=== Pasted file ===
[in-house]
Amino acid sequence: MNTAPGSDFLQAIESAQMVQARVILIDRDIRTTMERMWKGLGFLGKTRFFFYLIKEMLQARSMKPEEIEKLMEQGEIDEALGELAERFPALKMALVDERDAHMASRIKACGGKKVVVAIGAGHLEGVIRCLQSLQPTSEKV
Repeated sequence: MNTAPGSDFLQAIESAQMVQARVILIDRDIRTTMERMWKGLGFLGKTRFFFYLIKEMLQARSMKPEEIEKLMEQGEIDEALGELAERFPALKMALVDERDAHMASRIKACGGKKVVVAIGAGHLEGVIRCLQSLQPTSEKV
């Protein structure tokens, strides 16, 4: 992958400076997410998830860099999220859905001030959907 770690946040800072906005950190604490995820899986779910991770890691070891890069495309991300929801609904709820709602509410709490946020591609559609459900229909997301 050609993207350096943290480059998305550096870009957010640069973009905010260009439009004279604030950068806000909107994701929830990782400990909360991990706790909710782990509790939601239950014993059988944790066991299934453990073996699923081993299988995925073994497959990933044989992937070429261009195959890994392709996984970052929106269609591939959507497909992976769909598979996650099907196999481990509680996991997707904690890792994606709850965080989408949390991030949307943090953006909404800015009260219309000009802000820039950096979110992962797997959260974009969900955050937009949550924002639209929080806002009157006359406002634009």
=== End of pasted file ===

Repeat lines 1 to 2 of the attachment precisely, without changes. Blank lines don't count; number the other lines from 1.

[in-house]
Amino acid sequence: MNTAPGSDFLQAIESAQMVQARVILIDRDIRTTMERMWKGLGFLGKTRFFFYLIKEMLQARSMKPEEIEKLMEQGEIDEALGELAERFPALKMALVDERDAHMASRIKACGGKKVVVAIGAGHLEGVIRCLQSLQPTSEKV